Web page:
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International Trade in Carbon Emission Rights and Basic Materials: General Equilibrium Calculations for 2020

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  • Perroni, Carlo
  • Rutherford, Thomas F

Abstract

Restrictions on carbon dioxide emissions affect international trade and the pattern of comparative advantage. This paper, based on calculations with a static general equilibrium model, suggests that international trade in carbon rights is a substitute for trade in energy-intensive goods, and thus international trading in carbon rights reduces sectoral effects of emission reductions. In our model, we surprisingly find that free riding by non-signatory countries may not render unilateral action ineffective. If the OECD unilaterally cuts global emissions by 5 percent from 1990 levels by the year 2020, emissions by non-OECD regions increase but offset less than 15 percent of this cutback. Moreover, carbon taxes depress international oil prices and create incentives for increased trade in natural gas. Copyright 1993 by The editors of the Scandinavian Journal of Economics.

Suggested Citation

  • Perroni, Carlo & Rutherford, Thomas F, 1993. " International Trade in Carbon Emission Rights and Basic Materials: General Equilibrium Calculations for 2020," Scandinavian Journal of Economics, Wiley Blackwell, vol. 95(3), pages 257-278.
  • Handle: RePEc:bla:scandj:v:95:y:1993:i:3:p:257-78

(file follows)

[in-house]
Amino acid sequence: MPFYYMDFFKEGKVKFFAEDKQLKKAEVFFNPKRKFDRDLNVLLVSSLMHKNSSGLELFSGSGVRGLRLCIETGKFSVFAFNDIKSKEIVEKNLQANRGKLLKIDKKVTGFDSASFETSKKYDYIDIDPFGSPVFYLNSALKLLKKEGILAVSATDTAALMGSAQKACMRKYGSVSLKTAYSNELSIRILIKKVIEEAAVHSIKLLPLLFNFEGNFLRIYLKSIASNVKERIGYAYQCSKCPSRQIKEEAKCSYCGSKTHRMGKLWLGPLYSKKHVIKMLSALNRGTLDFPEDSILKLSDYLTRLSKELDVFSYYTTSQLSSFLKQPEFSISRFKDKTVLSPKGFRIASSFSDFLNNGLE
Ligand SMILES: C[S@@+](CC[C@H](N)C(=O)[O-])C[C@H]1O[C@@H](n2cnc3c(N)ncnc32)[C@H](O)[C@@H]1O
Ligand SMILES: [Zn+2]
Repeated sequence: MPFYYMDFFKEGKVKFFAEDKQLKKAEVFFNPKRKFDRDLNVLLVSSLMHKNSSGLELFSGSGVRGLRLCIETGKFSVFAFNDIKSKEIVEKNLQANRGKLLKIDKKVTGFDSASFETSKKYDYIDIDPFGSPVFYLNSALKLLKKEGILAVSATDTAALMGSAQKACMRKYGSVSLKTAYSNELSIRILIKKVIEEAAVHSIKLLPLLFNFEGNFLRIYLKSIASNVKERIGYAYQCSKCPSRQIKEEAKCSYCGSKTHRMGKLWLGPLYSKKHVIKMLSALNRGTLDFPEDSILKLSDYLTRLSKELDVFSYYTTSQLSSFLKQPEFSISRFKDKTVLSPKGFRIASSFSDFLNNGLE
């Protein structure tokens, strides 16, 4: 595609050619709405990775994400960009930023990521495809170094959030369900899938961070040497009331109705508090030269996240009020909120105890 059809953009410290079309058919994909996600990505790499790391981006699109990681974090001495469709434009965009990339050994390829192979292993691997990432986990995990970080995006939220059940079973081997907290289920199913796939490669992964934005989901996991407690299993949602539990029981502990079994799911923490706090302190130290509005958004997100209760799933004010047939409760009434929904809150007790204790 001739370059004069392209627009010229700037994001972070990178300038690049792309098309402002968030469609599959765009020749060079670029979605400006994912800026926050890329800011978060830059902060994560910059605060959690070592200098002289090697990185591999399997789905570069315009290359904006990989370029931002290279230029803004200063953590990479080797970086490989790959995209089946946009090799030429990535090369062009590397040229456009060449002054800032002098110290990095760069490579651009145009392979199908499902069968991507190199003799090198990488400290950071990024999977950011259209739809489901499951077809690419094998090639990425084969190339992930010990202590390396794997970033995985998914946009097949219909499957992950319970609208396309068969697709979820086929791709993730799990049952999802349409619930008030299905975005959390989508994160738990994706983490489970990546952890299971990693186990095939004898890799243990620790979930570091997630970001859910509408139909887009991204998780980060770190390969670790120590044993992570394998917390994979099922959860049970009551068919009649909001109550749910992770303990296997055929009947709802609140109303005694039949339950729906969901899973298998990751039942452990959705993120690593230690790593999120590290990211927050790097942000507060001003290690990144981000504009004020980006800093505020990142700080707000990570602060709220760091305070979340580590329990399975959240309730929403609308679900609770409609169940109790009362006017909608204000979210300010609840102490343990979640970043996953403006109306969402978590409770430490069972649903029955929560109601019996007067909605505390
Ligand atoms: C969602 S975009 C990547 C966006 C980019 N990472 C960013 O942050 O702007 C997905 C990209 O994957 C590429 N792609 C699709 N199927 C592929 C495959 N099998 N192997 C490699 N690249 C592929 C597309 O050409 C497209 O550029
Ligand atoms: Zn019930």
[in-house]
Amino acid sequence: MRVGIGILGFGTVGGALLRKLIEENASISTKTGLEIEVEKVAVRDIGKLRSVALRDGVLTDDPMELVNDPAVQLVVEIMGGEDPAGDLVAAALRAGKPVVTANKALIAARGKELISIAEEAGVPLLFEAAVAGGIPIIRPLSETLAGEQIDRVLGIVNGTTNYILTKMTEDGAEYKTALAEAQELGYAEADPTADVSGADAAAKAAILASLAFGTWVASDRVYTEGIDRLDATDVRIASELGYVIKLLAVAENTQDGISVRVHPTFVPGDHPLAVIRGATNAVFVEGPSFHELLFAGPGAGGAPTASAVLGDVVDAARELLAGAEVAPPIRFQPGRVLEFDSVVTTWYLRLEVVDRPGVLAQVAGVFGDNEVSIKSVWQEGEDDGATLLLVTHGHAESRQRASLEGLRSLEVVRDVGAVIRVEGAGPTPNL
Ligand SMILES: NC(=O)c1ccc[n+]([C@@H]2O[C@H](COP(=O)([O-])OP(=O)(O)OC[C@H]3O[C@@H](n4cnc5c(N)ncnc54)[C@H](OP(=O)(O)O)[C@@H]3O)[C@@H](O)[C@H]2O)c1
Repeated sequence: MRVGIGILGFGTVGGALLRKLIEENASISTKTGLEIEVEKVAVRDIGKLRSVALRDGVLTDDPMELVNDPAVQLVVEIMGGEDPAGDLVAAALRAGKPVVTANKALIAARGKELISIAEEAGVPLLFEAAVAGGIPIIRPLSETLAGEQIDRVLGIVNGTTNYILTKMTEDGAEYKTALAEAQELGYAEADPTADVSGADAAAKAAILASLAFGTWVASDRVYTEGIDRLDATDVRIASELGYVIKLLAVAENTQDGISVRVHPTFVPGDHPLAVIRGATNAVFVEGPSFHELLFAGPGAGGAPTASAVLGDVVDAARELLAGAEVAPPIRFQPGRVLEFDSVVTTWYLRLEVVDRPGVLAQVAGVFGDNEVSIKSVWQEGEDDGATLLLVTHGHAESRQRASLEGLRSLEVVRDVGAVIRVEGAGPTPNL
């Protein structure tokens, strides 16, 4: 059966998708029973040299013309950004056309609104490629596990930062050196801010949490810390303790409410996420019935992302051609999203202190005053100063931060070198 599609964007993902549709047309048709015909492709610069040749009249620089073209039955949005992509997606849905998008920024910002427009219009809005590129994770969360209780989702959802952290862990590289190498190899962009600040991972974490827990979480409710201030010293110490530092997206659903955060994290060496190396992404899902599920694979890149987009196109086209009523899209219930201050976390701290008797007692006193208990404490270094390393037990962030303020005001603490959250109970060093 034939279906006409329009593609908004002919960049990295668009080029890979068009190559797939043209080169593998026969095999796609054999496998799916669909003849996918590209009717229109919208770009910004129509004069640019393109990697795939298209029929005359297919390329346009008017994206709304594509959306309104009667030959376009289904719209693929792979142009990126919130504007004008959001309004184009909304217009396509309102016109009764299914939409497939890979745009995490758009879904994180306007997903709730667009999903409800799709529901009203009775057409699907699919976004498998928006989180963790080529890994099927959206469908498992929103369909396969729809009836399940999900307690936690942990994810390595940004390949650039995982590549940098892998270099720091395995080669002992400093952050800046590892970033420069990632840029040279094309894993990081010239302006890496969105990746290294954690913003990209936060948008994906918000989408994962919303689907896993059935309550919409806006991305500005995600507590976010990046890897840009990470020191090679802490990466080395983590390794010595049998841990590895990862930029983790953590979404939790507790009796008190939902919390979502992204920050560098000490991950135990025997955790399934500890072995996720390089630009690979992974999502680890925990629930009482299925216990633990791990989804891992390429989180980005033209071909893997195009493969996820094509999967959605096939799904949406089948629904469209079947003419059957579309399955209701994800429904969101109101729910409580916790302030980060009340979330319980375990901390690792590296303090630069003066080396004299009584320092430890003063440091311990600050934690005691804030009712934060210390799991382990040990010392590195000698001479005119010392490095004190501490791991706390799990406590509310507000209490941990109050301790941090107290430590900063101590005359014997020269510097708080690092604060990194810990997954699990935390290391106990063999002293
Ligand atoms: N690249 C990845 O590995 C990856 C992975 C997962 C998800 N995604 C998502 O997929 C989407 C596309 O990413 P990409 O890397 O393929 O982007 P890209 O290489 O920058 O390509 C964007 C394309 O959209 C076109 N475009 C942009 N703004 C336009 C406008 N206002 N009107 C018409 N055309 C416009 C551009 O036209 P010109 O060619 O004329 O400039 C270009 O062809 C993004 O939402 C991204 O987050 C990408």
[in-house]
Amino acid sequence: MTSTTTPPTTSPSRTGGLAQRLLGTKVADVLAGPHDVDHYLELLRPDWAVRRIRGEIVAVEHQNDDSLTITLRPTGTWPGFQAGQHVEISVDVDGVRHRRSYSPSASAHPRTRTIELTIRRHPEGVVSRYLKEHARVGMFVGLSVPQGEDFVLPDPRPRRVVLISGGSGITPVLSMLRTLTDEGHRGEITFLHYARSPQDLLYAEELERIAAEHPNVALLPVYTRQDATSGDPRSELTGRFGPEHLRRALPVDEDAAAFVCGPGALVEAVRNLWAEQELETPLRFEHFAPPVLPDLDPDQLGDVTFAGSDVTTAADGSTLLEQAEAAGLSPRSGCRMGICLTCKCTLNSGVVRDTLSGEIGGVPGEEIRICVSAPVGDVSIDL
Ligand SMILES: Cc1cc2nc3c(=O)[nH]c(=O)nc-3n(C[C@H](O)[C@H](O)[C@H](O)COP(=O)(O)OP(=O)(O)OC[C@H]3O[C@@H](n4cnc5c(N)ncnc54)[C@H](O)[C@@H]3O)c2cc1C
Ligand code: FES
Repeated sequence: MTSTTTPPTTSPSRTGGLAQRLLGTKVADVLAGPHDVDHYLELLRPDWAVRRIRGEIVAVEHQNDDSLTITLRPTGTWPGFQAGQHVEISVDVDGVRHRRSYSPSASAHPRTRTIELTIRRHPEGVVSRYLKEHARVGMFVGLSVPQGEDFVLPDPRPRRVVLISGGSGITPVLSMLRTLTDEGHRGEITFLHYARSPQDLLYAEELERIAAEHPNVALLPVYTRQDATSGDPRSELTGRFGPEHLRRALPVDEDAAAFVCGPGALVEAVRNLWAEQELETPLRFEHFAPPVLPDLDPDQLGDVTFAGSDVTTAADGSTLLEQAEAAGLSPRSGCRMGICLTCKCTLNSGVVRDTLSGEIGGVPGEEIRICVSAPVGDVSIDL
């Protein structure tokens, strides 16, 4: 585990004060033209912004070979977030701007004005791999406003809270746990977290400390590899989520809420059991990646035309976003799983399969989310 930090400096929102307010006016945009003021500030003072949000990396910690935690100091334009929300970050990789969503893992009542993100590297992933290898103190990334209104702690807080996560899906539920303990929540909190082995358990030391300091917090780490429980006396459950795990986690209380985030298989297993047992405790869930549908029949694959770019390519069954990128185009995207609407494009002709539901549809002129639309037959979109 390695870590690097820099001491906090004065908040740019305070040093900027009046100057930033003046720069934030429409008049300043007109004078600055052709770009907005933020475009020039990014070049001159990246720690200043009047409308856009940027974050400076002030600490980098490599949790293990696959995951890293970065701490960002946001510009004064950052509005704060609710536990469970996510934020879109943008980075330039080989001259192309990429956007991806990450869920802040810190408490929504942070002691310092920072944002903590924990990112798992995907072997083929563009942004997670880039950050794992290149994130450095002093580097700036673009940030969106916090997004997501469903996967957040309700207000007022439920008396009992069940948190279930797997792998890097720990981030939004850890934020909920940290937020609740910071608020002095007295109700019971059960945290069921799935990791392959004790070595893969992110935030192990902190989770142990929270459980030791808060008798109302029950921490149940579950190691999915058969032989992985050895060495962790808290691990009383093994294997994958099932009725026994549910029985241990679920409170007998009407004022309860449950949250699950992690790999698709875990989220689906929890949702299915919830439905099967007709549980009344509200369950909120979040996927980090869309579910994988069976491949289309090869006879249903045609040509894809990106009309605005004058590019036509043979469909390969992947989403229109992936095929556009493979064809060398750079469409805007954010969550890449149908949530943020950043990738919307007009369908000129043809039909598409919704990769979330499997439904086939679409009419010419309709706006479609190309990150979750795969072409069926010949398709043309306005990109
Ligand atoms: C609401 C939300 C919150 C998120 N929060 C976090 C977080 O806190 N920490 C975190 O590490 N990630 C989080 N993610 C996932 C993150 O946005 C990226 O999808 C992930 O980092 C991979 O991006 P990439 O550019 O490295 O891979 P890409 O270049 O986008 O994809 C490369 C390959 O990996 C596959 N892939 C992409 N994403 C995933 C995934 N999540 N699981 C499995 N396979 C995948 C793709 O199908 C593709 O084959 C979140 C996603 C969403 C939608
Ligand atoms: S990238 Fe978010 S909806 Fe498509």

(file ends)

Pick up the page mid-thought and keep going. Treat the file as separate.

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    Cited by:

    1. W. J. McKibbin & T. J. Bok, "undated". "The Impact on the Asia-Pacific Region of Fiscal Policy of the United States and Japan," Discussion Papers 120, Brookings Institution International Economics.
    2. Schmidt, Holger, 1995. "Verteilungseffekte im Klimaschutz-ProzeƟ," Discussion Papers in Development Economics 18, Justus Liebig University Giessen, Institute for Development Economics.
    3. Florian Habermacher, 2015. "Carbon Leakage: A Medium- and Long-Term View," CESifo Working Paper Series 5216, CESifo Group Munich.
    4. Lee, Hiro & Roland-Holst, David, 1997. "The environment and welfare implications of trade and tax policy," Journal of Development Economics, Elsevier, vol. 52(1), pages 65-82, February.
    5. Babiker, Mustafa H., 2001. "The CO2 abatement game: Costs, incentives, and the enforceability of a sub-global coalition," Journal of Economic Dynamics and Control, Elsevier, vol. 25(1-2), pages 1-34, January.
    6. Klepper, Gernot, 1994. "Trade implications of environmental taxes," Kiel Working Papers 628, Kiel Institute for the World Economy (IfW).
    7. Keshab Raj Bhattarai, "undated". "Capital Accumulation, Growth and Redistribution: General Equilibrium Impacts of Energy and Pollution Taxes in UK," Energy and Environmental Modeling 2007 24000005, EcoMod.
    8. Sheldon, Ian & McCorriston, Steve, 2014. "Climate Policy and Border Measures: The Case of the US Aluminum Industry," 2014 Annual Meeting, July 27-29, 2014, Minneapolis, Minnesota 169544, Agricultural and Applied Economics Association.
    9. Abrego, Lisandro & Perroni, Carlo, 1999. "Free-riding, carbon treaties, and trade wars: the role of domestic environmental policies," Journal of Development Economics, Elsevier, vol. 58(2), pages 463-483, April.
    10. Wiedmann, Thomas & Lenzen, Manfred & Turner, Karen & Barrett, John, 2007. "Examining the global environmental impact of regional consumption activities -- Part 2: Review of input-output models for the assessment of environmental impacts embodied in trade," Ecological Economics, Elsevier, vol. 61(1), pages 15-26, February.
    11. van der Werf, Edwin & Di Maria, Corrado, 2012. "Imperfect Environmental Policy and Polluting Emissions: The Green Paradox and Beyond," International Review of Environmental and Resource Economics, now publishers, vol. 6(2), pages 153-194, March.

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